Following is an outline of the chapter along with the main learning
objectives. To help coordinate your studies, this outline and the learning
objectives are organized to match your textbook. This organization is also utilized
in the chapter review section.
Part 1: The Connection between Greek and Roman Myths
You should be aware of the influence of various
cultures on the Roman culture, especially that of the Etruscans and the Greeks -- in terms
of lifestyles (such as urbanization and the arts), gender
roles, goods and services (including an alphabet and elements of their architecture).
You should be aware that the historic elements of Roman mythology are also borrowed from other cultures: the Etruscans contributing names for essentially Greek Gods and Goddesses; the Romans adopted literary works and myths from the Greeks and arts and linked them with existing myths.
Part 2: A Roman Myth: Romulus and Remus
You should be aware of the basic story line of
the most important Roman myth which relates the founding of the city of Rome and its
implications of a "policy of aggressive expansion enforced by violence and as part of
a divine plan."
You should be able to discuss the cultural
implications, especially aggression and gender roles, of the "Rape of the Sabine
Women" as it figures in the founding of Rome.
You should be able to discuss the origins and cultural significance of the "Feast of Lupercalia"; its possible connections to the God Pan, and/or the God Faunus, including the young males runners and the later addition of a fertility ritual which involved the of flagellation of women (who offered themselves up to negate a curse by the Goddess Juno -- in her role of Moon Goddess) with strips cut from a sacred, sacrificial goat.
Part 3: The Characteristics of Roman Myth
You should be able to discuss the
significant mythic elements of the founding of Rome as it focused primarily on the city
and its process of expansion -- from "suckling" on the previous cultures
(represented by the wolf -- symbol of the Etruscans), through acquisition of the Sabine
territories and on to acquire the rest of Italy, while keeping a nostalgic elements for
its earliest, pastoral beginnings.
You should be able to discuss the myth's
perspective in the context of a patriarchal culture, and the contrast between the Greek
precedents (in which rape is not portrayed approvingly -- usually as violations of sacred
and/or civilized behavior) and a mythic beginning of a city by means of the total
subservience of the female perspective, as even approved of by the Gods and the women
You should be able to discuss the tendency for
Roman writers to "demythologize" earlier myths -- equating the Shower of Gold
used by the God Zeus as a means to seduce her to bribery by gold, rather than a mystical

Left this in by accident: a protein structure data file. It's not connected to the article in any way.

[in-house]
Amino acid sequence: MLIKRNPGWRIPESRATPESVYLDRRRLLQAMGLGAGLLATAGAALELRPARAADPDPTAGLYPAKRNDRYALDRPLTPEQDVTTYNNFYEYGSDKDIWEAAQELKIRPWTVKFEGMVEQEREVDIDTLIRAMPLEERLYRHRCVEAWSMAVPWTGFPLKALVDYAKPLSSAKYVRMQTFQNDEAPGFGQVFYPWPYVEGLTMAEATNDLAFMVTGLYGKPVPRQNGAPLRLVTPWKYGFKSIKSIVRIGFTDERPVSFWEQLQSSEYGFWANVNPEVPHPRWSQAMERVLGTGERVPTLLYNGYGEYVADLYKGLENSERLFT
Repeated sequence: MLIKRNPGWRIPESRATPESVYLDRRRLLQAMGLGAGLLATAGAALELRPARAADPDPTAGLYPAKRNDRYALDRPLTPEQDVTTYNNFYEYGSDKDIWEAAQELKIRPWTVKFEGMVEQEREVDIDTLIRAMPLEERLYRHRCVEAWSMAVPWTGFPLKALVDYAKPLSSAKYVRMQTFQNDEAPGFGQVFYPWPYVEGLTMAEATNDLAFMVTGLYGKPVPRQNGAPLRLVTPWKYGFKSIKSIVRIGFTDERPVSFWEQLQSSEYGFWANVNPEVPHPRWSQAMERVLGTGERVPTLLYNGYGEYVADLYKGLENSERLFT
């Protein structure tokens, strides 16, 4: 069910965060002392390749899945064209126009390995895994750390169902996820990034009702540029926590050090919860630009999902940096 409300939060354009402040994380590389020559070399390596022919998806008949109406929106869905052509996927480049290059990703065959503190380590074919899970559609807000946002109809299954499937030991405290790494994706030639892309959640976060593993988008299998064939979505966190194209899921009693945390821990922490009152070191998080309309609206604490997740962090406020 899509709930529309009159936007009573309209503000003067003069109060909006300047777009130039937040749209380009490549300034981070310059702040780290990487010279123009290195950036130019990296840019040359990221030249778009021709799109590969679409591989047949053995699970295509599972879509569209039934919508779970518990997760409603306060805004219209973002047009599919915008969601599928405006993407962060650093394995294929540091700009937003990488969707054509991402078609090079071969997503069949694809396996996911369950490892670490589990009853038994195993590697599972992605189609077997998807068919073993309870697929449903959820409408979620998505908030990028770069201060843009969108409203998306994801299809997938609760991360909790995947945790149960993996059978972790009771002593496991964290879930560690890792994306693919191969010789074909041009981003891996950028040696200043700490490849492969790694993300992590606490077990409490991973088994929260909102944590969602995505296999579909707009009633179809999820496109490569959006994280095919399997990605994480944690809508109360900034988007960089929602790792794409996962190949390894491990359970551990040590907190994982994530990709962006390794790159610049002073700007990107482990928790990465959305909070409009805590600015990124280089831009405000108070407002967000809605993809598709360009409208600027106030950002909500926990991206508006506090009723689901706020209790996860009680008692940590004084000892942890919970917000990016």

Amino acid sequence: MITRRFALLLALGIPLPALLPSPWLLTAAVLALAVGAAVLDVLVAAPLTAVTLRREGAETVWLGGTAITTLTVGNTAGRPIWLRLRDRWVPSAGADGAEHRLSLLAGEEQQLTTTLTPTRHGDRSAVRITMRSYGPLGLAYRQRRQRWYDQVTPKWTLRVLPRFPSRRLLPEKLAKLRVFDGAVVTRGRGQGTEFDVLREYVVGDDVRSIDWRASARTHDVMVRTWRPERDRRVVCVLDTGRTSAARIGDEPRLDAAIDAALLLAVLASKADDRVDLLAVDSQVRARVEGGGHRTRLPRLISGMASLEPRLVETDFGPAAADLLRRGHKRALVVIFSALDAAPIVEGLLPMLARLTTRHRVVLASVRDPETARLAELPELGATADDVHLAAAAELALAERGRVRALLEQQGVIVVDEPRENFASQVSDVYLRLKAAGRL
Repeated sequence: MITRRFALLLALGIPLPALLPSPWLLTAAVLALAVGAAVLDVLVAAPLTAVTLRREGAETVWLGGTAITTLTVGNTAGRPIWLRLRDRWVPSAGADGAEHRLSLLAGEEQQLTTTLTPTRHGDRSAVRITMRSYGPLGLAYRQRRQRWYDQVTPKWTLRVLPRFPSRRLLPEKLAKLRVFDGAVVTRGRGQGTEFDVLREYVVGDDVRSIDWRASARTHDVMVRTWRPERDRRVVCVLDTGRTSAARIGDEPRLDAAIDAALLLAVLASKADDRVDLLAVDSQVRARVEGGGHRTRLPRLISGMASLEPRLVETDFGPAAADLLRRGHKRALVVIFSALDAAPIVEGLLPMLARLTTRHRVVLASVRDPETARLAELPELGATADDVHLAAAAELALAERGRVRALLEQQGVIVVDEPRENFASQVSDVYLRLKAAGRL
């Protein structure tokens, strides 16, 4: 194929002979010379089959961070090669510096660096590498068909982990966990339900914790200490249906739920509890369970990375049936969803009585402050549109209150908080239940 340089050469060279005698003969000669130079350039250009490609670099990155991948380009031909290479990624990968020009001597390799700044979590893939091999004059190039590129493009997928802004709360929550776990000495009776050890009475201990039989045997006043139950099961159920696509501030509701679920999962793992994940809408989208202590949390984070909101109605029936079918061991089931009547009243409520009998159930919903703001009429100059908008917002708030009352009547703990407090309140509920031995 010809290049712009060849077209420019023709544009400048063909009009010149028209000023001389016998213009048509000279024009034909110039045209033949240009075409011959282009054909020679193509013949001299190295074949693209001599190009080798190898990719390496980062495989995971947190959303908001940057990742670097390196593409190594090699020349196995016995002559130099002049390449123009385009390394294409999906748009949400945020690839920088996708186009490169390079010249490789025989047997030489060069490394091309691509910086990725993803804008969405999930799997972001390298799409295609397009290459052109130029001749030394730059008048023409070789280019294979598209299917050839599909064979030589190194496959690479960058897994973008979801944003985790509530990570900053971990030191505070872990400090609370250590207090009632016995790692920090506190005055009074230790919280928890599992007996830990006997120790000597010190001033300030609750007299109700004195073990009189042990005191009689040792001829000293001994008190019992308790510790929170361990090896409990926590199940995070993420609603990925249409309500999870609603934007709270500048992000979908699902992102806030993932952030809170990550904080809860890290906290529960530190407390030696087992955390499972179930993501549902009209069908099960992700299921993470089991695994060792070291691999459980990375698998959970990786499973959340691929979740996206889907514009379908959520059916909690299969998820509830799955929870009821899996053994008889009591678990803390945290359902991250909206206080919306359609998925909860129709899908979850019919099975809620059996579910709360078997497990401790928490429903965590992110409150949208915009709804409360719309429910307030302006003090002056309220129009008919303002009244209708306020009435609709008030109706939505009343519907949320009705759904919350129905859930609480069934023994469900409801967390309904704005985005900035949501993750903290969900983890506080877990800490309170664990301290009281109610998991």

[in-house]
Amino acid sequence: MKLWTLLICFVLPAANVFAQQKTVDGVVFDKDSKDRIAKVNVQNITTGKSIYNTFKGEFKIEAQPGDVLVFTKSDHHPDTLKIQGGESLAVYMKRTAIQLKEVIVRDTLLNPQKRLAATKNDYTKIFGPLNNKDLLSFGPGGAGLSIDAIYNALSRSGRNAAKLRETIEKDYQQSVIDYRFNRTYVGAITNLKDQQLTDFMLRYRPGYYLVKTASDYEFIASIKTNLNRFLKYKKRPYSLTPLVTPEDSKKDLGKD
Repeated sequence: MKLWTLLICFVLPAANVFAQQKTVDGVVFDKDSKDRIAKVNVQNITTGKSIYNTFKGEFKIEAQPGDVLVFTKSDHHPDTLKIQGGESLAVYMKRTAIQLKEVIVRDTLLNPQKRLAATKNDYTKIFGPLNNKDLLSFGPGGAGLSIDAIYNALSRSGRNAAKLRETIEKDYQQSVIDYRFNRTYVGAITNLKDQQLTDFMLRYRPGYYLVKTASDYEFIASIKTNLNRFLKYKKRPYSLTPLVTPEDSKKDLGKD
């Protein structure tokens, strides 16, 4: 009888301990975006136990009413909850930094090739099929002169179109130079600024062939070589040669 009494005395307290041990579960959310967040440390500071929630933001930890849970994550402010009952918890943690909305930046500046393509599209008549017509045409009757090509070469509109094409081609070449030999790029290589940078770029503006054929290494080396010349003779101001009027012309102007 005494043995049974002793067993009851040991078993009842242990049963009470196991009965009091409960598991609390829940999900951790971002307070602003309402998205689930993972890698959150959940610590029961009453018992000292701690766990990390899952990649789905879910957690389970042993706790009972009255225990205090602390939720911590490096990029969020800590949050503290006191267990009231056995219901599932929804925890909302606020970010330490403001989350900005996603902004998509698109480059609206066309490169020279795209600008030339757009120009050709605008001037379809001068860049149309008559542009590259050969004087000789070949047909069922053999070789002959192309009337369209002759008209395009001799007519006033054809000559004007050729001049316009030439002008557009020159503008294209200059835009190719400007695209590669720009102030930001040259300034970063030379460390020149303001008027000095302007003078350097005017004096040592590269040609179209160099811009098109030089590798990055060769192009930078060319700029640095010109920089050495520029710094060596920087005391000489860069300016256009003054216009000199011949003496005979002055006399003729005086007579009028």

rain; or the rape of the mother of Romulus' and Remus' mother to as less divine-character,
that of her uncle.
You should be able to discuss the significance
of cultural links between the Romans and Greeks in terms of the mythic and historical
genealogy that links Greek gods and Goddesses to Trojan heroes to Romans.
You should be able to discuss the four major ways in which the Romans transformed Greek myths.
- They refocused the myths by redefining the characteristics of the Gods and Goddesses to emphasize characteristics the Romans especially valued -- placing greater importance on the practical by exalting the Goddess of Grain, Ceres, rather than the Goddess of Wisdom. Athene and emphasizing their descent from the God of War, Mars/Ares.
- They historicized the myths by tying the myths to actual events and individuals in Roman history -- not only by adding specific dates and geographical sites for the events, but by trying to explain events as realistically as possible (Romulus and Remus are not only related to the Greek Gods and Homeric Heroes but are cited as the ancestors of such real people as Julius Caesar; the Romans became fascinated by the juncture of myth and history and saw them as a means to instruct as well as delight.
- They politicized them to serve the needs of the Roman state, even the Gods and Goddesses are more nationalist (devoted to Rome) in a way the Greek deities were not.
- They reinterpreted Greek myths to reflect Roman ideas and values -- most specifically in linking duty to parents, gods and state directly to patriotism and link patriotism to survival.
Part 4: The Roman Hero
You should be able to discuss the cultural
implications of shift in the Roman Heroic
ideal, who unlike his counterpart, the Greek
Hero, is less concerned with his own needs and goals (committing antisocial acts in
reckless pursuit of immortality) and more the example of the ideal Roman soldier and
citizen who is adamant and unswerving in his championing of the "Roman way".
You should be able to discuss the psychological shift in the Roman Heroic ideal in terms of duty, which requires not giving way to excesses of grief, anger or rage; and the subservience of self, even in death, to the perpetuation of Eternal Rome.
The McGraw-Hill Companies, Inc..